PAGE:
But there has been more than an expression of desire or hope. As I mentioned before, the political environment has also opened up considerably since the election. No doubt hundreds of political prisoners, including former presidential candidates, remain. Abuses such as the one you mentioned regarding Mousavi’s daughters also continue to occur. Just last week, a reformist newspaper was shut down for an article that should have been challenged through a critical engagement rather than shutting down a whole newspaper. Still, I arrived in Tehran two months ago and have yet to meet someone who does not acknowledge a vastly different political environment than prior to the election. This may be just temporary given how bad things were after the 2009 election, but there is nevertheless a palpable and acknowledged sense of relief and political release.
President Rouhani and the Iranian nuclear negotiating team have referenced a limited timeline for reaching a deal. How long do you think it will be before they say too much time has passed?
The process has become accelerated, but I don’t think anyone is expecting the sanctions regime to crumble within 6 months. People have even talked about some sanctions remaining for a long time — they reference the sanctions on Iraq and the time it took for them to be lifted. Nevertheless, there is expectation or hope regarding a reversal of these deteriorating trends.
The bottom line is that a good part of the Iranian population as well as the leadership is ready for a compromise. Under these circumstances, there is readiness for a full-fledged process of give and take and as such, agreements to keep meeting are no longer deemed satisfactory. Hence the expectation that something needs to happen by the next meeting. I don’t think this necessarily means immediate major concessions from either side, but I do think that once the first step is taken, there is no reason why this process cannot become even more accelerated.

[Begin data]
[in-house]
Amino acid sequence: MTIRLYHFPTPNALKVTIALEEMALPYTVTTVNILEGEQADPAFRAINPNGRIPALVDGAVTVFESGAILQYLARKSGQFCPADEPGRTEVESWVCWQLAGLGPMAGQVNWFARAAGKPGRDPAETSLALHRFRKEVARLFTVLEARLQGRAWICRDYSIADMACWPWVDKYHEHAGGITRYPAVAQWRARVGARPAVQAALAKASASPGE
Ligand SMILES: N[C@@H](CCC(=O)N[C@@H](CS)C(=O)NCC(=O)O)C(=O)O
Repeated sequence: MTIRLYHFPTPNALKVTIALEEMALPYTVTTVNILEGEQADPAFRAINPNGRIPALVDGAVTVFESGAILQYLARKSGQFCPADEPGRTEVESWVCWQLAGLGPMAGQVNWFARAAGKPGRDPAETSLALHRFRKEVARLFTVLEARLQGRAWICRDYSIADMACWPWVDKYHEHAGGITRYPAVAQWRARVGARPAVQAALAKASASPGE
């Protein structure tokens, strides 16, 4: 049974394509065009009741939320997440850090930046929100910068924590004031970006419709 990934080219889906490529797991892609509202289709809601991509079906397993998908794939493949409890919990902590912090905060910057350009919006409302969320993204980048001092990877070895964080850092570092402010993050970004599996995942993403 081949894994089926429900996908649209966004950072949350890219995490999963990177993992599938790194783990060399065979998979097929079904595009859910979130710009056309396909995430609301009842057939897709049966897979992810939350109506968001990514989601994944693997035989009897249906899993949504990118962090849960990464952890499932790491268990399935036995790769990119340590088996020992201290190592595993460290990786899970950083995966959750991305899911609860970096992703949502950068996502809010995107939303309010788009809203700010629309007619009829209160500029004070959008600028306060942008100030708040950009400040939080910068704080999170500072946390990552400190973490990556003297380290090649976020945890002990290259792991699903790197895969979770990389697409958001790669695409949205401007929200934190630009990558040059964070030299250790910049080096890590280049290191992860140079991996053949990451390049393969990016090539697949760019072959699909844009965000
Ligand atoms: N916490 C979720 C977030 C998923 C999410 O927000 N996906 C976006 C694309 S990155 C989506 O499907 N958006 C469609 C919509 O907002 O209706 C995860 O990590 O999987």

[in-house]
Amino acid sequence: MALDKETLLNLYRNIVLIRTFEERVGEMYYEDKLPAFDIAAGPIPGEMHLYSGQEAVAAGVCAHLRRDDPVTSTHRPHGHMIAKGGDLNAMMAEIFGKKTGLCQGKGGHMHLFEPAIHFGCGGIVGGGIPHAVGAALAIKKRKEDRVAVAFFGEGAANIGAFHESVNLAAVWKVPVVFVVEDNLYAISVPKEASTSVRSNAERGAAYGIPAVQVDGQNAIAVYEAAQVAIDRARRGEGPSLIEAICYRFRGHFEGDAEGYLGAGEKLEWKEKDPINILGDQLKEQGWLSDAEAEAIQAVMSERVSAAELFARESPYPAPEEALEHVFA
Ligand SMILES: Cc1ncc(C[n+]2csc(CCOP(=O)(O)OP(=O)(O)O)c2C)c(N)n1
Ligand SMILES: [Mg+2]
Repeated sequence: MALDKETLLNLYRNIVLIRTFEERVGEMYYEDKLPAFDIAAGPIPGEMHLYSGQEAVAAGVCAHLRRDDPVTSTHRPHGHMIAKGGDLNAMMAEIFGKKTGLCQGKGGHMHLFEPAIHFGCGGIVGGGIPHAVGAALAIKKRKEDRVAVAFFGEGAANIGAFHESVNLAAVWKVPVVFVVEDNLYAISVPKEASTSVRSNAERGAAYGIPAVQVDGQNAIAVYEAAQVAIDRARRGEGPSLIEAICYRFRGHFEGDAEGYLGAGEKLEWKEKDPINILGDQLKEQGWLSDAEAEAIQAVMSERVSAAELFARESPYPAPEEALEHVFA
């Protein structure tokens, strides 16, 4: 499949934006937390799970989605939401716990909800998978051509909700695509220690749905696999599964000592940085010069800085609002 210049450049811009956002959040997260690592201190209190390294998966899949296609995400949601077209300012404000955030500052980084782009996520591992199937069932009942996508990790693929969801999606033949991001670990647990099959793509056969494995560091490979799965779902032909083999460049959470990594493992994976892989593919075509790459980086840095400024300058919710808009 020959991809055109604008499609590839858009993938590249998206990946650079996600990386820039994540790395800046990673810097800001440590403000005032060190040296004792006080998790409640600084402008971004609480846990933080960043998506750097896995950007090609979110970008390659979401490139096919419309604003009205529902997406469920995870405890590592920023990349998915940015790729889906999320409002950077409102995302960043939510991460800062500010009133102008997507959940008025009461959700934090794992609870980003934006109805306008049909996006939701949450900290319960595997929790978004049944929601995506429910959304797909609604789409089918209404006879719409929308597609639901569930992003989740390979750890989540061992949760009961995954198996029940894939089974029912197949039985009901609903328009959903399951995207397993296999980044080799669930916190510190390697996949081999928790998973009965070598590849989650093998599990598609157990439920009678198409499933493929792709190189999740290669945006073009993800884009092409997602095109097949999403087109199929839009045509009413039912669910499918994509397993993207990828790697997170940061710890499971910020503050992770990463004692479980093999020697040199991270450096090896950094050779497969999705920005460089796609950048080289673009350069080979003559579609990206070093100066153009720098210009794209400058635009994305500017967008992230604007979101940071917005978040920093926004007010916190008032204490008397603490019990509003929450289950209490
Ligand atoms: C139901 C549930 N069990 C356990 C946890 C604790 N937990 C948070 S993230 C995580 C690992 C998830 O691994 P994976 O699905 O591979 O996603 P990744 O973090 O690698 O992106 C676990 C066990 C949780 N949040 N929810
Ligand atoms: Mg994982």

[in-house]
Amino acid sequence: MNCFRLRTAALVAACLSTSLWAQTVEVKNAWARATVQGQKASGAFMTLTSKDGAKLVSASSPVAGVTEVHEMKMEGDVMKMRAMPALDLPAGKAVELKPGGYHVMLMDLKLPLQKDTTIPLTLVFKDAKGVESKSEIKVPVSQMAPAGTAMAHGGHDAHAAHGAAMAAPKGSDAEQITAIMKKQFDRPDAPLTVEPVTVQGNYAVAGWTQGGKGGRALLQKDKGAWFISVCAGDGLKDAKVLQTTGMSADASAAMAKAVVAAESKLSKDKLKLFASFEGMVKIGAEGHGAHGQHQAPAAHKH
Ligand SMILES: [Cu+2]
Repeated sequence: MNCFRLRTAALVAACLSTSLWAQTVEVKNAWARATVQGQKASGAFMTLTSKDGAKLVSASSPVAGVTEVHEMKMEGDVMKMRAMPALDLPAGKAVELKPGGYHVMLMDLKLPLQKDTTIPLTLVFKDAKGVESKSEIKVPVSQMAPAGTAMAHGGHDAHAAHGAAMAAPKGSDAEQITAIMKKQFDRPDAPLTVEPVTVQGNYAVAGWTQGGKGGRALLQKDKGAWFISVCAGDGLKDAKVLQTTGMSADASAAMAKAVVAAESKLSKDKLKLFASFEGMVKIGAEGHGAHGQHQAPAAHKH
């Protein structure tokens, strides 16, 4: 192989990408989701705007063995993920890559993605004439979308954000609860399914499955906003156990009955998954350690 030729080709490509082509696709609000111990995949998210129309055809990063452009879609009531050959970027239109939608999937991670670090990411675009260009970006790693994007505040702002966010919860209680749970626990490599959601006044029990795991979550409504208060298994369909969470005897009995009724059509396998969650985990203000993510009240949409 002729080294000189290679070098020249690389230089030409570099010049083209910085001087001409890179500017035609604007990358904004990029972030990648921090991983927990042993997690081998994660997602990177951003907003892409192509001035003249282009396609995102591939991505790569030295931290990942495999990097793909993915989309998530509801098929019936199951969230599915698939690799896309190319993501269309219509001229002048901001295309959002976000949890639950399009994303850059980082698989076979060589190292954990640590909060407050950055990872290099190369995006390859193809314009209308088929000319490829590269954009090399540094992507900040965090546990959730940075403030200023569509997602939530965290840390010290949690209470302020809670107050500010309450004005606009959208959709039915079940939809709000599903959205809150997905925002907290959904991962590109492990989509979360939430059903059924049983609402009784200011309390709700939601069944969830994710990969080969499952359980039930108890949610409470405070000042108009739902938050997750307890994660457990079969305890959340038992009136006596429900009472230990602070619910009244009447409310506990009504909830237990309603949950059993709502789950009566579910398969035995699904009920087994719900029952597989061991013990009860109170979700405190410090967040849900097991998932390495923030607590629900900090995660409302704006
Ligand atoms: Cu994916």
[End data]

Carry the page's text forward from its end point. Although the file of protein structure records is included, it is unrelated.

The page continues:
In a speech on Sunday, Supreme Leader Ali Khamenei essentially voiced support for Iran’s nuclear negotiating team and told hardliners to hold back for now. Does this signal a shift on his part?
It does not signal a shift, but it does highlight two key elements of Iran’s approach to the nuclear talks. First, his words make clear that despite the noise made by the hardliners criticizing the negotiation team’s softness, excitement, and perhaps even gullibility, Zarif and his aides have full systemic support in their efforts to find a reasonable solution to the nuclear conflict — a solution that addresses both Iran’s bottom lines in relation to the right to peaceful uranium enrichment as well as western concerns regarding potential weaponization. Secondly, Khamenei’s words also made clear that Iran’s approach to negotiations is quite pragmatic. As he said, if the negotiations work, “so much for the better”, if not, Iran will carry on with a more inwardly oriented approach to its development. By giving full support to the negotiating team — led by the very popular Foreign Minister Javad Zarif — the Leader is positioning himself on the side of public opinion, which favors talks, while making sure that the same public opinion eventually does not consider him a stumbling block to a reasonable solution. Such a positioning will make it more likely that domestic public opinion will blame US unreasonableness, egged on by the Israeli government, and not inflexibility or lack of diplomatic acumen of a Zarif-led negotiating team if talks fail.
Do you sense that Iran’s hardliners are willing to support a nuclear deal?